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Arkansas, 12 other states urge Congress to ban ‘unwashed’ poppy seeds for potential lethality

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Arkansas, 12 other states urge Congress to ban ‘unwashed’ poppy seeds for potential lethality

Feb 22, 2024 | 6:54 pm ET
By Sonny Albarado
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Arkansas, 12 other states urge Congress to ban ‘unwashed’ poppy seeds for potential lethality
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Attorneys general from 12 U.S. states are urging Congress to ban the sale of unprocessed poppy seeds. Poppy seeds contaminated with opiates have been responsible for at least 20 deaths in the United States since 2015, researchers say. (Sean Gallup/Getty Images)

Arkansas Attorney General Tim Griffin and 12 other state attorneys general sent a letter to Congress this week urging lawmakers to prohibit the sale of opiate-contaminated poppy seeds.

The legislation — the Stephen Hacala Poppy Seed Safety Act — would also give the Food and Drug Administration two years to develop standards setting a limit on how much opiate contamination could be found in poppy seeds sold to the public. Congress in 2021 directed the FDA to establish rules and enforcement procedures on unwashed poppy seeds, but it hasn’t yet done so.

The Center for Science in the Public Interest has tracked at least 20 deaths resulting from contaminated poppy seeds since 2015, including that of Stephen Hacala of Fayetteville. Hacala died at the age of 24 of a morphine overdose he experienced after drinking tea made with contaminated poppy seeds.

“Stephen’s death is one of many avoidable tragedies caused by bad actors continuing to exploit weaknesses in federal law to target our States’ citizens with dangerous narcotics,” Griffin’s Feb. 21 letter to Congress says.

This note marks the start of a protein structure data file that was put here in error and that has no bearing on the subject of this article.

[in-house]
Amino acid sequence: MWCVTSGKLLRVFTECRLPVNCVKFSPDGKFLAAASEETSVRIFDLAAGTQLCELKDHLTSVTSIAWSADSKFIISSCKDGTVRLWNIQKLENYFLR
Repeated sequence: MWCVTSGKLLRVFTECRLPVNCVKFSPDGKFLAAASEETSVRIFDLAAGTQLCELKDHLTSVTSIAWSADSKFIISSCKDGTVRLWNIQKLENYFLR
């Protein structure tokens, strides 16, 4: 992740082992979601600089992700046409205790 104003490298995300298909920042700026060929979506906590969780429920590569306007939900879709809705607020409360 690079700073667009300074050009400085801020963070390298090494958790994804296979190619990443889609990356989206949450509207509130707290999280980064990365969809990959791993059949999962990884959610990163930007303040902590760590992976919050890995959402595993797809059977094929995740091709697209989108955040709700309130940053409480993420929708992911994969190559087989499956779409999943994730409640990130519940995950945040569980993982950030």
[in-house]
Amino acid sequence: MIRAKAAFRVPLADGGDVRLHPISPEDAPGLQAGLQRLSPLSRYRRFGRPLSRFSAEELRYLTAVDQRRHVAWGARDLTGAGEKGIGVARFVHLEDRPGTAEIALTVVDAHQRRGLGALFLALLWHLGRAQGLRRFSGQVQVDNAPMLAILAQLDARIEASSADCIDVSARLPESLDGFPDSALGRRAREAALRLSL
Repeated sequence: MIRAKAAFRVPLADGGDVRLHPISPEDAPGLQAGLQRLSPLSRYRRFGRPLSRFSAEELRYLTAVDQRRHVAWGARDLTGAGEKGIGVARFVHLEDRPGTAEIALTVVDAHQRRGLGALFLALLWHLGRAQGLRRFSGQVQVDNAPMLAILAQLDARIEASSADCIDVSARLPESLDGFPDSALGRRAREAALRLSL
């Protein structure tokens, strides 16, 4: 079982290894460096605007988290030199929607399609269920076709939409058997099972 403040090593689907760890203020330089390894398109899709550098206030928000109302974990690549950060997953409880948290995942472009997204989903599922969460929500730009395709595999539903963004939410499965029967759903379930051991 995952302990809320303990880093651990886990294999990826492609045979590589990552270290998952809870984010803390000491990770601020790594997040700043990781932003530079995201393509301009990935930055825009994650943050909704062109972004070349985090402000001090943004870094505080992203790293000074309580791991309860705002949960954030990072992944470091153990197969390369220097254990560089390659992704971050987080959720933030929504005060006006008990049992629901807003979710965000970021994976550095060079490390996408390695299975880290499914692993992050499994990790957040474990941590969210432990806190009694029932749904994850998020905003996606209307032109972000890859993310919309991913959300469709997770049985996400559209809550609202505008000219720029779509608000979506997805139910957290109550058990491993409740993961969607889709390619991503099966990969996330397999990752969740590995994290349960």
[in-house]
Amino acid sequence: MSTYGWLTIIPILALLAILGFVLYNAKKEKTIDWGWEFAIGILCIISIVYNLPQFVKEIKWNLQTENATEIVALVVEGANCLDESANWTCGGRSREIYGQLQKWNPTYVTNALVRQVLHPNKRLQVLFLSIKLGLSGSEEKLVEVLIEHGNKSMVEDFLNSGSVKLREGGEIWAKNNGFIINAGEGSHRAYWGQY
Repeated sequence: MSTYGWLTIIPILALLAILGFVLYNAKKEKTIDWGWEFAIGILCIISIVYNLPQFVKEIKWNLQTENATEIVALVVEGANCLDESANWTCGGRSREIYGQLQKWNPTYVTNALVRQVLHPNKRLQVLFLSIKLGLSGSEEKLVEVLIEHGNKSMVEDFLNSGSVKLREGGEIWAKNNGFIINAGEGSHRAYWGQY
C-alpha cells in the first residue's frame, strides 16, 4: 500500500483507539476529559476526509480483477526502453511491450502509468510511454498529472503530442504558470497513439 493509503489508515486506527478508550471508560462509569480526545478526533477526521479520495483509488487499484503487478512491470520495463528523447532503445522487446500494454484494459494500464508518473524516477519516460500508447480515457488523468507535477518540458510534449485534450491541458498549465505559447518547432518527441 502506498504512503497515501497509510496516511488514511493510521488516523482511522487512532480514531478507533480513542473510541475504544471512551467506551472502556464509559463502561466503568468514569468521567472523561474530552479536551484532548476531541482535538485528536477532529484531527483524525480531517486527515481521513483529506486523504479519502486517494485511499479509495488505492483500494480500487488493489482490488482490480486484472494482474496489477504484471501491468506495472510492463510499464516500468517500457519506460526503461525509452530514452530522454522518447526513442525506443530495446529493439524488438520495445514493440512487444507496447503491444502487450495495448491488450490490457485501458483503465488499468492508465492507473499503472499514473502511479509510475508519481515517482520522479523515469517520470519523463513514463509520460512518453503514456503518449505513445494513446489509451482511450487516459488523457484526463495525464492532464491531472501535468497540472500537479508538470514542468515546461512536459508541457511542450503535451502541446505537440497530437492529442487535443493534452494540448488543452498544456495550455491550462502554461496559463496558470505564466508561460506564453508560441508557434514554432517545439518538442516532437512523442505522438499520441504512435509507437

Poppy seeds themselves contain negligible amounts of opiates like morphine, codeine and thebaine but can become contaminated from the milky liquid of the poppy seed pod or other plant debris.

Poppy seeds are not classified as Schedule II controlled substances; in fact, washed seeds are used in some foods. But unwashed, or unprocessed, seeds are widely available through online sources.

The Drug Enforcement Administration warned in 2019 about the dangers of unwashed poppy seeds.

“Some users boil the seeds to produce a tea, which is consumed for the purposes of perceived ‘natural’ pain relief,” the DEA said in a written statement. Others use the tea to get high, it added.

The agency said the Controlled Substances Act covers the presence of opiates in contaminated poppy seeds, but that hasn’t ended their distribution. The letter from the attorneys general references a 2023 case in which a Tulsa, Oklahoma, couple were indicted for drug conspiracy that resulted in the death of a Utah woman.

“Lone Goose Bakery (the couple’s business) purchased bulk quantities of unprocessed poppy seeds coated in opium latex and repackaged the seeds for resale across the United States,” and provided online tutorials on brewing the tea or baking the seeds into other consumables, according to federal prosecutors.

The legislation that bears Hacala’s name was introduced last November by Republican Sens. Tom Cotton and John Boozman of Arkansas, Democratic Sen. Richard Blumenthal of Connecticut and Republican Rep. Steve Womack of Arkansas.

Other states joining Arkansas in the letter include Alabama, Georgia, Louisiana, Montana, North Dakota, Oklahoma, South Carolina, South Dakota, Texas, Utah, Virginia, and West Virginia.